Thursday, March 13, 2008

Interest rate hikes and prices

Last week, the central bank raised interest rates by 25 basis points to 6.25 percent. The CBA stated that continued growth in private consumption and an expansionary fiscal policy will exert upward pressure on prices. It further stated that to the extent that inflationary pressures eminate from external factors, it is impossible to offset them through monetary instruments. The tightening of the monetary policy is intended to moderate the impact of domestic growth in consumption and government spending.

The higher interest rates will boost or at least shore up the value of the Dram. But other than that I am not sure how effective this monetary policy will be.

It is true that government spending is slated to increase, but is it
deficit financed?
As the CBA stated, much of the pressure is from external sources (energy and food I presume). These will have a large impact on prices, and there is nothing that the CBA can do. Rather, the government, by implementing policies that reduce transaction costs and improve competition, and international donors have a much stronger role to play. First and foremost, the government should reform the customs agency and improve governance. Sacking its senior officals would be a good start. Second, there is little if any logistics expertise in the country. Clearly training and education should be a high priority, and funding is an issue. Third, diluting market concentration and monopolistic practices should be a priority for the government. Again training is also critical here; there are no visible IO economists in the country. Obviouly, these changes may not be large enough to offset the increases in import prices, but are nevertheless necessary for the efficient functioning of a market economy.
It is true that the economy has been growing at double digit rates for the past five years, and this may have led to further expectations of growth. But the post presidential election events will very likely result in slower growth. The country may face both higher prices (import driven) and increasing unemployment. I am not sure if there is anything that the CBA can do here.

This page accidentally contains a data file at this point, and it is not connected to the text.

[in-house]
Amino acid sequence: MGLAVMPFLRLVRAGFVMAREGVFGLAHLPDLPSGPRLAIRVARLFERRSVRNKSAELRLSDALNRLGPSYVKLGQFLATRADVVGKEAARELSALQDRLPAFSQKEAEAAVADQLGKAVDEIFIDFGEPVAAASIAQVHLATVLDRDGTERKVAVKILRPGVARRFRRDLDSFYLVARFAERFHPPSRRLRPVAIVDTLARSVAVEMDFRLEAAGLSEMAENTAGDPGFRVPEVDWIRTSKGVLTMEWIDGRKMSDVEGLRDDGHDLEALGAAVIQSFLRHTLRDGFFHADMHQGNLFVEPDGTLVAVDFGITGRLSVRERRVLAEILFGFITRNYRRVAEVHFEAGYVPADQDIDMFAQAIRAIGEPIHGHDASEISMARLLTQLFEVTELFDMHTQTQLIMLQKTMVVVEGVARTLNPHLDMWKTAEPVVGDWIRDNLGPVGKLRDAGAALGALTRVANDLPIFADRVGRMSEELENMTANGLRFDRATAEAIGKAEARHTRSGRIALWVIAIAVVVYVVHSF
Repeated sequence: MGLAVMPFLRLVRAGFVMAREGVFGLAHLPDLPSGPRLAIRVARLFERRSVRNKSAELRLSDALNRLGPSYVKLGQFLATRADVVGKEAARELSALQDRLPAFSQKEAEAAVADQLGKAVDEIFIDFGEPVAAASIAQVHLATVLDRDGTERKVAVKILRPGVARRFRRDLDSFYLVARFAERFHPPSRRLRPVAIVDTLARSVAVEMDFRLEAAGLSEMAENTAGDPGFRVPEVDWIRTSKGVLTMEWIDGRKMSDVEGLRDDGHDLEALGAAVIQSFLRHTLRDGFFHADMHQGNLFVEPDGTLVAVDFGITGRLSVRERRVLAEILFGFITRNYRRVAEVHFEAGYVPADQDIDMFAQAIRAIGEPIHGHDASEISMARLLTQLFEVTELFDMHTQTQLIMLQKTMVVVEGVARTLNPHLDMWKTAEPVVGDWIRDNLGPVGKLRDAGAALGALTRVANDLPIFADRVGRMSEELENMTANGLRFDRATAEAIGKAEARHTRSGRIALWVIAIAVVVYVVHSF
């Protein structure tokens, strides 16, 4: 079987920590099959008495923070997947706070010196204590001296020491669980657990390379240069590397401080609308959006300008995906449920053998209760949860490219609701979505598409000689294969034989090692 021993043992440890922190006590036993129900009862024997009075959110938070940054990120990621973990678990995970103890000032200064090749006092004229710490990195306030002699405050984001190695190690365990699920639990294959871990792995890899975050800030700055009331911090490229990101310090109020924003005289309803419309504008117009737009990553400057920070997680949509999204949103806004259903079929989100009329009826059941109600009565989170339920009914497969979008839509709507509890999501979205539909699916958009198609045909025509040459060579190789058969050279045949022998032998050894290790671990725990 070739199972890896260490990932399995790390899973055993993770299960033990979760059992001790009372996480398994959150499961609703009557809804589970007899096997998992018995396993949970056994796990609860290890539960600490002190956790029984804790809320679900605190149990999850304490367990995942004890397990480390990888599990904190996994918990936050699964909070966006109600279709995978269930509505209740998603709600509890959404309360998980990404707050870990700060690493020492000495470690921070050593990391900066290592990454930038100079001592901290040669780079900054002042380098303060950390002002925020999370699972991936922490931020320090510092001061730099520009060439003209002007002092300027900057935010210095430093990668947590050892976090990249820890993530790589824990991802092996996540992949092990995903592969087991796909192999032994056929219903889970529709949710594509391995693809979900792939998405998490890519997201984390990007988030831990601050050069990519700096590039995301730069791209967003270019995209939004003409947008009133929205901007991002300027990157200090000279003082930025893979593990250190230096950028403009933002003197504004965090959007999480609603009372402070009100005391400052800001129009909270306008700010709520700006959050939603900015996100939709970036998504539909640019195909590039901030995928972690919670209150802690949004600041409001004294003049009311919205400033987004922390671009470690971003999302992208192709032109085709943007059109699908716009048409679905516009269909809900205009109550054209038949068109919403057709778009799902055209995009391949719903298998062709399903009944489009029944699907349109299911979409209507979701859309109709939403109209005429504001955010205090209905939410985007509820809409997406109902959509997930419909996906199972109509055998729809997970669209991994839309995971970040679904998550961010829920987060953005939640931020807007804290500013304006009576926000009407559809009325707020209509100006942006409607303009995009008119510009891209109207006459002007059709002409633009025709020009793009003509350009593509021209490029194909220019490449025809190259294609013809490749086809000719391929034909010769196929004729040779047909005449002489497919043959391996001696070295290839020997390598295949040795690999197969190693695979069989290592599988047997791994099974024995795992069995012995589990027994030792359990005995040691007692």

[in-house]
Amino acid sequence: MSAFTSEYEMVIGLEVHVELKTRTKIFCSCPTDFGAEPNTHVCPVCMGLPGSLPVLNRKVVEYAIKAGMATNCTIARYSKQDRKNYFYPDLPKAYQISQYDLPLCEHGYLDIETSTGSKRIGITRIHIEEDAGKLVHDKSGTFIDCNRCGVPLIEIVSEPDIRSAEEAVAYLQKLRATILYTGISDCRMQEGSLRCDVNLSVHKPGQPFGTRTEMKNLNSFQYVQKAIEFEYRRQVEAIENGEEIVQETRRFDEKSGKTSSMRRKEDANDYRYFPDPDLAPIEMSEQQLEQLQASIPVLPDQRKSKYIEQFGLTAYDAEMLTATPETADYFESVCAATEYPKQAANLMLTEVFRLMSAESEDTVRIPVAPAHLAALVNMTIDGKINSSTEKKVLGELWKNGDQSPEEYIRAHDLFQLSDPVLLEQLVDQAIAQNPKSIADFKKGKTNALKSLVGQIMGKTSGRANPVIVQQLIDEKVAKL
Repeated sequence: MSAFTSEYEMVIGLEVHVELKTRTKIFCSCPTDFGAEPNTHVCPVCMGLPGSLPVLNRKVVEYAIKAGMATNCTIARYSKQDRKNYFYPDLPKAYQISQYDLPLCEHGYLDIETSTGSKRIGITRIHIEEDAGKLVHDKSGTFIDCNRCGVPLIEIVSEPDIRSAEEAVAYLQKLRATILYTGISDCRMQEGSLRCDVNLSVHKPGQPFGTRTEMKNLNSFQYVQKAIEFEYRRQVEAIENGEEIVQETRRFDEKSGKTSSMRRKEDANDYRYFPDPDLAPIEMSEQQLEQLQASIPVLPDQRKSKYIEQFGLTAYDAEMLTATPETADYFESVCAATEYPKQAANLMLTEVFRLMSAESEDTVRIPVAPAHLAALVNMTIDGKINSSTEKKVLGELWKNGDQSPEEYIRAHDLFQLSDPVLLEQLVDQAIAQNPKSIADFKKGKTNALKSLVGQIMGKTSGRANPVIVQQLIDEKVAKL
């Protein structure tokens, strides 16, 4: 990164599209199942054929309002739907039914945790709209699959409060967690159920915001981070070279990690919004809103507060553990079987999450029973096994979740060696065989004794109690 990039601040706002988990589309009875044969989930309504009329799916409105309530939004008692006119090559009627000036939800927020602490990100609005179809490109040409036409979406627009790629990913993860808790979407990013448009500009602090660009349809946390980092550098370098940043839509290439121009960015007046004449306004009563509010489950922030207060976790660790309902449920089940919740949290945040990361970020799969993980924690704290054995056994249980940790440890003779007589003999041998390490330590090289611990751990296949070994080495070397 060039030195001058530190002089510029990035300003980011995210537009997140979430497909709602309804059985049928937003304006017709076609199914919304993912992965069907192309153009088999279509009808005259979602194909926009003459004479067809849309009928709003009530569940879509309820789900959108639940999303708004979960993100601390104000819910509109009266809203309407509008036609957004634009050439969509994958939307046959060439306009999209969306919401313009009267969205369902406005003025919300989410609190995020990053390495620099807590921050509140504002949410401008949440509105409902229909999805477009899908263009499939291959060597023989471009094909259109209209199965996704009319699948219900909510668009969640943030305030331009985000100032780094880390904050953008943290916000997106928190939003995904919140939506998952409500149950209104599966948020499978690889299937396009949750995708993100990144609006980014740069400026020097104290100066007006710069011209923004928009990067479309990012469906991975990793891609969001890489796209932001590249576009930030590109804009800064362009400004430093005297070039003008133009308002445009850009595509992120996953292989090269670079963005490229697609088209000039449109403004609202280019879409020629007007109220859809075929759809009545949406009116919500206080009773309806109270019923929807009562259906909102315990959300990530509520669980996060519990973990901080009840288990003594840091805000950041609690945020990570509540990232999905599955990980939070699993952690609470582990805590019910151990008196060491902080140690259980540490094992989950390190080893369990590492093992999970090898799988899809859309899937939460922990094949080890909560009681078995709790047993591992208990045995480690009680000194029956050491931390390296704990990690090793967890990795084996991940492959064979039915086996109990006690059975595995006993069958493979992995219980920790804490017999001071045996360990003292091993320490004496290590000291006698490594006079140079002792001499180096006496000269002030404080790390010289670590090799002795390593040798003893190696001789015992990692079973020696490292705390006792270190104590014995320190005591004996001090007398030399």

4 comments:

Nika said...

"It is true that the economy has been growing at double digit rates for the past five years, and this may have led to further expectations of growth..."

Actually, according to the Economist, the growth in Armenia is expected to decline from its recent 13 percent to 8 percent. Azerbaijan, on the other hand, is expected to have close to 17 percent GDP growth - the second largest growing economy in the world in 2008. I thought it was an interesting fact to mention. And also add that I am very extremely happy to have found this blog.

David said...

Few weeks ago I would've said the Economist was wrong, as was everyone else over the past five years. With the events following the elections in February, I would be surprised if the economy grows at all.
As for Azerbaijan, and reflecting upon the recent spike in oil prices, I think its economy will grow faster than the prediction by the Economist.

R said...

It is pointless to compare Armenia with Azerbaijan because of that country's unique energy situation. Its like comparing Lebanon with the U.A.E.

Comparison's are more useful with Georgia, Ukraine, Albania, etc. i.e. former communist countries with limited natural resources.

David, did the turmoil surrounding Georgia's election last fall have an impact on that country's growth and exchange rate?

David said...

I only looked at Kenya's exchange rate where the currency had dropped by some 15 percent within a month of the late December elections. I have not looked at Georgia's national (central) bank web site yet.
If the government and the rest of the opposition get their act together and work out a compromise, actually things can realy turn around. This will take more than a prayer!